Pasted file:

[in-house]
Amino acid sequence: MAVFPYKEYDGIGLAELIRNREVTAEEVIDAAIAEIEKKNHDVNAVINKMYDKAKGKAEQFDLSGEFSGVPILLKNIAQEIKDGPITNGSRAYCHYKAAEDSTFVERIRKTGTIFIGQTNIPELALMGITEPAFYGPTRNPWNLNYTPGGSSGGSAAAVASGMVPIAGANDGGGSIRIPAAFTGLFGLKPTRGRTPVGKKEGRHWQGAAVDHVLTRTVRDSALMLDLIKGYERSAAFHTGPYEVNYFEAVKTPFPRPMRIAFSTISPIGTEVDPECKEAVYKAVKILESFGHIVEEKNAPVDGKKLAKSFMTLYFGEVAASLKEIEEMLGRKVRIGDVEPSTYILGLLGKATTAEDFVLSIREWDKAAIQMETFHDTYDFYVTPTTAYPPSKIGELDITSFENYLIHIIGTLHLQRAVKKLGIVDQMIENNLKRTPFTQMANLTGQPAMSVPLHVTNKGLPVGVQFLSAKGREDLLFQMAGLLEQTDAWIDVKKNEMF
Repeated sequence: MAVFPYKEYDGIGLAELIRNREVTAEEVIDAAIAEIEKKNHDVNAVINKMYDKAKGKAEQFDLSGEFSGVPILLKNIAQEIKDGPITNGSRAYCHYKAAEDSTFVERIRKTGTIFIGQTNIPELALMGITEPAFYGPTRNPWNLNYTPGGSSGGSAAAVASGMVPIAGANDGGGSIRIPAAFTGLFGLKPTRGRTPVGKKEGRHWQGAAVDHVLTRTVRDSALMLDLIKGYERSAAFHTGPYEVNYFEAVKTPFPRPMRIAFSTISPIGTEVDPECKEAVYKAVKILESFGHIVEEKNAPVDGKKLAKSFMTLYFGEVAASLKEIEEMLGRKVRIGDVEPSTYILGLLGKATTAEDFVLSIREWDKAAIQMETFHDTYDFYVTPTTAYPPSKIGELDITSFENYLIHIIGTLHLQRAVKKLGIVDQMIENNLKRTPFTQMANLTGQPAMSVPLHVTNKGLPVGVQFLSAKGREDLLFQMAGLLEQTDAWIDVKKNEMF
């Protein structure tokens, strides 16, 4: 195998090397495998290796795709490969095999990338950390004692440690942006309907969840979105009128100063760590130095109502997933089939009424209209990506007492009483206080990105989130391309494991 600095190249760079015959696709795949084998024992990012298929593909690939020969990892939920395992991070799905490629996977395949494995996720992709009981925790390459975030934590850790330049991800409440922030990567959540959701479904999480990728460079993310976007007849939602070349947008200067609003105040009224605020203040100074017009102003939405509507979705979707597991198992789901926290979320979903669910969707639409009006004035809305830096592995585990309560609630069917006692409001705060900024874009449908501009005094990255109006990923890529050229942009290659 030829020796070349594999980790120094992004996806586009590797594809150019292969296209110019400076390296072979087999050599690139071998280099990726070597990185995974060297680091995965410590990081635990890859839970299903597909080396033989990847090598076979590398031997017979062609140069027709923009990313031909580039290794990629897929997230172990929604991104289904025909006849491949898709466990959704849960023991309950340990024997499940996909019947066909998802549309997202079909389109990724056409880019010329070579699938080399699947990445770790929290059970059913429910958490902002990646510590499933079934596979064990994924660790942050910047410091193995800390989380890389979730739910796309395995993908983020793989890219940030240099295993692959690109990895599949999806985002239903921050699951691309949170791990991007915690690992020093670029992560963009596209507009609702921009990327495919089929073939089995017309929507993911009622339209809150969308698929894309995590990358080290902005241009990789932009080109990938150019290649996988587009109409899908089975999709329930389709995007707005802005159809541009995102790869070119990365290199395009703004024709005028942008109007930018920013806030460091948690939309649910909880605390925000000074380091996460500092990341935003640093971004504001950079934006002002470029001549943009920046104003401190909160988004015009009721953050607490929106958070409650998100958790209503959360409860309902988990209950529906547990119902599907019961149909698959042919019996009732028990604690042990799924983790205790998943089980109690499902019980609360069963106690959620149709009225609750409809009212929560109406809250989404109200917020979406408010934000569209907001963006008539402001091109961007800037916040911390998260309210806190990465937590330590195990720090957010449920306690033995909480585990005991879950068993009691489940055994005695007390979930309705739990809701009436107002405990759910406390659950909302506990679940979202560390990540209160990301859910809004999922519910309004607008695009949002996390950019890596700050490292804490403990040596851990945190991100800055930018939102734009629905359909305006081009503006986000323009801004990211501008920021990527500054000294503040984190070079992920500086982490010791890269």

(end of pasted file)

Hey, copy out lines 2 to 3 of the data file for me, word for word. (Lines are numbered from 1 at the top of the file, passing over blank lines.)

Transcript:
Amino acid sequence: MAVFPYKEYDGIGLAELIRNREVTAEEVIDAAIAEIEKKNHDVNAVINKMYDKAKGKAEQFDLSGEFSGVPILLKNIAQEIKDGPITNGSRAYCHYKAAEDSTFVERIRKTGTIFIGQTNIPELALMGITEPAFYGPTRNPWNLNYTPGGSSGGSAAAVASGMVPIAGANDGGGSIRIPAAFTGLFGLKPTRGRTPVGKKEGRHWQGAAVDHVLTRTVRDSALMLDLIKGYERSAAFHTGPYEVNYFEAVKTPFPRPMRIAFSTISPIGTEVDPECKEAVYKAVKILESFGHIVEEKNAPVDGKKLAKSFMTLYFGEVAASLKEIEEMLGRKVRIGDVEPSTYILGLLGKATTAEDFVLSIREWDKAAIQMETFHDTYDFYVTPTTAYPPSKIGELDITSFENYLIHIIGTLHLQRAVKKLGIVDQMIENNLKRTPFTQMANLTGQPAMSVPLHVTNKGLPVGVQFLSAKGREDLLFQMAGLLEQTDAWIDVKKNEMF
Repeated sequence: MAVFPYKEYDGIGLAELIRNREVTAEEVIDAAIAEIEKKNHDVNAVINKMYDKAKGKAEQFDLSGEFSGVPILLKNIAQEIKDGPITNGSRAYCHYKAAEDSTFVERIRKTGTIFIGQTNIPELALMGITEPAFYGPTRNPWNLNYTPGGSSGGSAAAVASGMVPIAGANDGGGSIRIPAAFTGLFGLKPTRGRTPVGKKEGRHWQGAAVDHVLTRTVRDSALMLDLIKGYERSAAFHTGPYEVNYFEAVKTPFPRPMRIAFSTISPIGTEVDPECKEAVYKAVKILESFGHIVEEKNAPVDGKKLAKSFMTLYFGEVAASLKEIEEMLGRKVRIGDVEPSTYILGLLGKATTAEDFVLSIREWDKAAIQMETFHDTYDFYVTPTTAYPPSKIGELDITSFENYLIHIIGTLHLQRAVKKLGIVDQMIENNLKRTPFTQMANLTGQPAMSVPLHVTNKGLPVGVQFLSAKGREDLLFQMAGLLEQTDAWIDVKKNEMF